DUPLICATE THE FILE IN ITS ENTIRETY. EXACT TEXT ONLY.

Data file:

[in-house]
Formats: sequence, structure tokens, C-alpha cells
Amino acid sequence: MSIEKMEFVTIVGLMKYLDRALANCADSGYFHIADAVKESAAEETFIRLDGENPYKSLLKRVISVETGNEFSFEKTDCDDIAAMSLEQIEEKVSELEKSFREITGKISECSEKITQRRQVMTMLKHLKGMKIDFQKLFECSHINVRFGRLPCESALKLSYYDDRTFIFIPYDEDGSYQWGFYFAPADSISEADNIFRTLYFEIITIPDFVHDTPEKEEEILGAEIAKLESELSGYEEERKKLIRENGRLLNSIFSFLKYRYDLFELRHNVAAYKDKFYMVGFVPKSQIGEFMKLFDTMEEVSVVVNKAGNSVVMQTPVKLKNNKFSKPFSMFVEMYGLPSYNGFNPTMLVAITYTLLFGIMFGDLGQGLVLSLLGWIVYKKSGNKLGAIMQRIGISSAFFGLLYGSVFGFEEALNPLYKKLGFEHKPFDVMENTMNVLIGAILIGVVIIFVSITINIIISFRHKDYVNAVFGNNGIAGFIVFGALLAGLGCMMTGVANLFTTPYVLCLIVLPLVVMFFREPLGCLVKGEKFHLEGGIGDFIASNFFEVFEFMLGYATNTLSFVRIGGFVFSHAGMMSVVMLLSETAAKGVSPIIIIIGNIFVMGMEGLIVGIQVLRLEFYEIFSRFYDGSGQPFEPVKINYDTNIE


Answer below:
[in-house]
Formats: sequence, structure tokens, C-alpha cells
Amino acid sequence: MSIEKMEFVTIVGLMKYLDRALANCADSGYFHIADAVKESAAEETFIRLDGENPYKSLLKRVISVETGNEFSFEKTDCDDIAAMSLEQIEEKVSELEKSFREITGKISECSEKITQRRQVMTMLKHLKGMKIDFQKLFECSHINVRFGRLPCESALKLSYYDDRTFIFIPYDEDGSYQWGFYFAPADSISEADNIFRTLYFEIITIPDFVHDTPEKEEEILGAEIAKLESELSGYEEERKKLIRENGRLLNSIFSFLKYRYDLFELRHNVAAYKDKFYMVGFVPKSQIGEFMKLFDTMEEVSVVVNKAGNSVVMQTPVKLKNNKFSKPFSMFVEMYGLPSYNGFNPTMLVAITYTLLFGIMFGDLGQGLVLSLLGWIVYKKSGNKLGAIMQRIGISSAFFGLLYGSVFGFEEALNPLYKKLGFEHKPFDVMENTMNVLIGAILIGVVIIFVSITINIIISFRHKDYVNAVFGNNGIAGFIVFGALLAGLGCMMTGVANLFTTPYVLCLIVLPLVVMFFREPLGCLVKGEKFHLEGGIGDFIASNFFEVFEFMLGYATNTLSFVRIGGFVFSHAGMMSVVMLLSETAAKGVSPIIIIIGNIFVMGMEGLIVGIQVLRLEFYEIFSRFYDGSGQPFEPVKINYDTNIE